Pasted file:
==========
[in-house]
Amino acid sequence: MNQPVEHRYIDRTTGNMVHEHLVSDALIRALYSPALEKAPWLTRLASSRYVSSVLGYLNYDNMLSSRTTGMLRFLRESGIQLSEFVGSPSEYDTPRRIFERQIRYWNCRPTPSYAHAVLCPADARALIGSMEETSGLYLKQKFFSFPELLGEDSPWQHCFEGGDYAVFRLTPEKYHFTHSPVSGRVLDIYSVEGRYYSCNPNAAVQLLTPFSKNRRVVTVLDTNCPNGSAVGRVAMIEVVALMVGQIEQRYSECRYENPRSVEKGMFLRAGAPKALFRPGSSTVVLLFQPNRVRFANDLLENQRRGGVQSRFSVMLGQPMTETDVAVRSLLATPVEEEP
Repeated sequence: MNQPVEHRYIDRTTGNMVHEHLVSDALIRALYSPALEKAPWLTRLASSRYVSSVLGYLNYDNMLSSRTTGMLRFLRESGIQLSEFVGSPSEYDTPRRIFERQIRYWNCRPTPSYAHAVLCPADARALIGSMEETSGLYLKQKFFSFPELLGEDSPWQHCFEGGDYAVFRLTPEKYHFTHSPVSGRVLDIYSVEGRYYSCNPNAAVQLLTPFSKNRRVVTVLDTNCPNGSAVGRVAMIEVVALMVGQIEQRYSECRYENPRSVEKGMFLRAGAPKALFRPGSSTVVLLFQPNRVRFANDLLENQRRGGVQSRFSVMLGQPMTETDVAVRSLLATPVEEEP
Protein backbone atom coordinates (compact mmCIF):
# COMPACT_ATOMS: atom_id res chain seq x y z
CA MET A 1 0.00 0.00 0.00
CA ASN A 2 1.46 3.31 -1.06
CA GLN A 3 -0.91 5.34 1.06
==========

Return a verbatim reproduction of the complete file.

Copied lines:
[in-house]
Amino acid sequence: MNQPVEHRYIDRTTGNMVHEHLVSDALIRALYSPALEKAPWLTRLASSRYVSSVLGYLNYDNMLSSRTTGMLRFLRESGIQLSEFVGSPSEYDTPRRIFERQIRYWNCRPTPSYAHAVLCPADARALIGSMEETSGLYLKQKFFSFPELLGEDSPWQHCFEGGDYAVFRLTPEKYHFTHSPVSGRVLDIYSVEGRYYSCNPNAAVQLLTPFSKNRRVVTVLDTNCPNGSAVGRVAMIEVVALMVGQIEQRYSECRYENPRSVEKGMFLRAGAPKALFRPGSSTVVLLFQPNRVRFANDLLENQRRGGVQSRFSVMLGQPMTETDVAVRSLLATPVEEEP
Repeated sequence: MNQPVEHRYIDRTTGNMVHEHLVSDALIRALYSPALEKAPWLTRLASSRYVSSVLGYLNYDNMLSSRTTGMLRFLRESGIQLSEFVGSPSEYDTPRRIFERQIRYWNCRPTPSYAHAVLCPADARALIGSMEETSGLYLKQKFFSFPELLGEDSPWQHCFEGGDYAVFRLTPEKYHFTHSPVSGRVLDIYSVEGRYYSCNPNAAVQLLTPFSKNRRVVTVLDTNCPNGSAVGRVAMIEVVALMVGQIEQRYSECRYENPRSVEKGMFLRAGAPKALFRPGSSTVVLLFQPNRVRFANDLLENQRRGGVQSRFSVMLGQPMTETDVAVRSLLATPVEEEP
Protein backbone atom coordinates (compact mmCIF):
# COMPACT_ATOMS: atom_id res chain seq x y z
CA MET A 1 0.00 0.00 0.00
CA ASN A 2 1.46 3.31 -1.06
CA GLN A 3 -0.91 5.34 1.06